Dave Rice

Dave Rice is a Reader contributor. See staff page for published articles.

Cleveland Ave. and Ohio St. chimeras

Given that credit reports and background checks cost me about $30 to obtain, and that time spent processing an application (obtaining the credit/background, calling landlords and other references, showing the unit) is greater than zero, there's not really any profit in running a "scam" collecting application fees. An easy way to avoid finding that you're not qualified for a property is to be up-front about your credit, income, and references, and to inquire beforehand whether there are other applicants. 90% of the applications I process and don't approve are due to someone lying about their credit history, employment, or rental history - maybe one in ten is a case where I get multiple qualified applicants and have to make a tough decision on who gets a unit. A real-life application scam I've encountered, though not lately, is a company selling credit reports for $90 or more accompanied with an alleged list of available properties. These firms don't actually manage any of the properties on the list, most have been culled from Craigslist without the actual landlord's permission, and many have already been rented, sometimes months ago. Even the credit report is of dubious value - I'll look at it and tell you whether or not you'd potentially qualify for a place before you pay an application fee, but I'm still going to run my own report to verify yours is legit. People collecting deposits and/or rent on units they don't manage are the worst - instead of a few bucks I've seen people get taken for hundreds, or even thousands of dollars on obviously too-good-to-be-true rentals. In some cases unsuspecting tenants even move into vacant units before they're discovered by the true manager and then end up getting evicted, which is really a black mark when they go looking for another place.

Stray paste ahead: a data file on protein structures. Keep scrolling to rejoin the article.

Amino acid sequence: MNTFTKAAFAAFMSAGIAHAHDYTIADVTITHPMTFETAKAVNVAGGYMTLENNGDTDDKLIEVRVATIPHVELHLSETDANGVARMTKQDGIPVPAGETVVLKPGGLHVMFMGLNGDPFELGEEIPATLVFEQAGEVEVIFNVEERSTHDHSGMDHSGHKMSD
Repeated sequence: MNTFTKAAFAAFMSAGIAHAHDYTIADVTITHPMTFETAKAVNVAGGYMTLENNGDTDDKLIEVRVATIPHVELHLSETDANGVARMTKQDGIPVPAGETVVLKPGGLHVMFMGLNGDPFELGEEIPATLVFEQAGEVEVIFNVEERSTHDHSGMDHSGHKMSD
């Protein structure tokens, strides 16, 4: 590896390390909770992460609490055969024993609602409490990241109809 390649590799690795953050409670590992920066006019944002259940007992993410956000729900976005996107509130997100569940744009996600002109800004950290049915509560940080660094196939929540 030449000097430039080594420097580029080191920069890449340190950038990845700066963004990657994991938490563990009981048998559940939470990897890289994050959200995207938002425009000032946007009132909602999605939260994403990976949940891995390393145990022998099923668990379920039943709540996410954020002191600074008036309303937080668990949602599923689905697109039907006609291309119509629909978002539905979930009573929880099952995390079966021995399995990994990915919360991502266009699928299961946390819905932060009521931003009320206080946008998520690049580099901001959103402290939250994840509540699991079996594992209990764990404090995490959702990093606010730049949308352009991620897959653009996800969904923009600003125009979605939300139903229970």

— July 13, 2018 11:09 p.m.

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